http://www.hwdsb.on.ca/e-best/

This document has been viewed 1,236 times.
Anxiety Prevention Programs in SchoolsAuthor(s): Neil, A., Christensen, H. (2011)
This research summary was developed by the E-BEST team of Hamilton-Wentworth District School Board and outlines Alison L. Neil and Helen Christensen's 2009 systematic review of school-based and early intervention programs for anxiety.
http://www.hwdsb.on.ca/e-best/

This document has been viewed 1,015 times.
Bolstering Resilience in Students: Teachers as Protective FactorsAuthor(s): Hurlington, K. (2010)
This summary was created by the What Works: Research into Practice program at the Ontario Ministry of Education and can be accessed, along with other What Works summaries, on their website at:
http://www.edu.gov.on.ca/eng/literacynumeracy/inspire/research/whatWorks.html

This summary provides an overview of research in the area of student resilience:

"Elementary teachers are well positioned to observe students who succeed despite overwhelming odds. It often appears that risk factors in the life of a child are insurmountable; yet, there are many who flourish amidst adversity. Early resiliency research focused on these seemingly anomalous youth, tracking their success into adulthood. Researchers were eager to determine what innate processes or capacities were helping these students to be successful in spite of the odds."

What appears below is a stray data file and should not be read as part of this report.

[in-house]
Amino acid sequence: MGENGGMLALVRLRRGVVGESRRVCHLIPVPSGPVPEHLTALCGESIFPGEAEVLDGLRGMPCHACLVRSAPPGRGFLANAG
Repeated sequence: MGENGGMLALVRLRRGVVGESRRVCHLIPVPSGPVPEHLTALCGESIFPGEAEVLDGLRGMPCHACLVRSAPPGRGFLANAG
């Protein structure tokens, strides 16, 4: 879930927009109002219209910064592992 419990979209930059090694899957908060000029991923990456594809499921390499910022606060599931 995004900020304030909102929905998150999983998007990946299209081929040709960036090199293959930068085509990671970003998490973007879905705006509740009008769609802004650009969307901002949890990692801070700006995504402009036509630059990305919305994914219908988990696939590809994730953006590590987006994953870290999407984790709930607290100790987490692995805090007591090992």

This document has been viewed 1,427 times.
Bullying at school: Students report unsafe and high bullying areas within their schoolAuthor(s): Vaillancourt, T., Brittain, H., Bennett, L., Arnocky, S., McDougall, P., Hymel, S. Short, K., Sunderani, S. Scott, C. Mackenzie, M., Cunningham, L. (2010)
Bullying can cause a number of psychological and social issues in victims such as depression, poor self-image and greater dependency on adults. Bullying is common in elementary and secondary schooling and Canadian schools are no exception. Statistics show that more than one-third of Canadian students are either bullied, involved in bullying someone else, or both. Although there are a number of anti-bullying programs in effect in Canadian schools, reviews show that most have either shown no effect on reducing bullying rates, or in some cases, have actually caused harm. There is agreement that anti-bullying programs could be improved with increased adult supervision in certain areas (i.e. cafeteria, gym, etc.) where students are frequently bullied. This research surveyed elementary and secondary school students to identify such areas.

This document has been viewed 975 times.
Bullying predicts dating violence & poor relationship qualityAuthor(s): Ellis, W. and Wolfe, D. (2014)
This summary was developed by Western’s Centre for School Mental Health. This and other research summaries can be found at www.edu.uwo.ca/csmh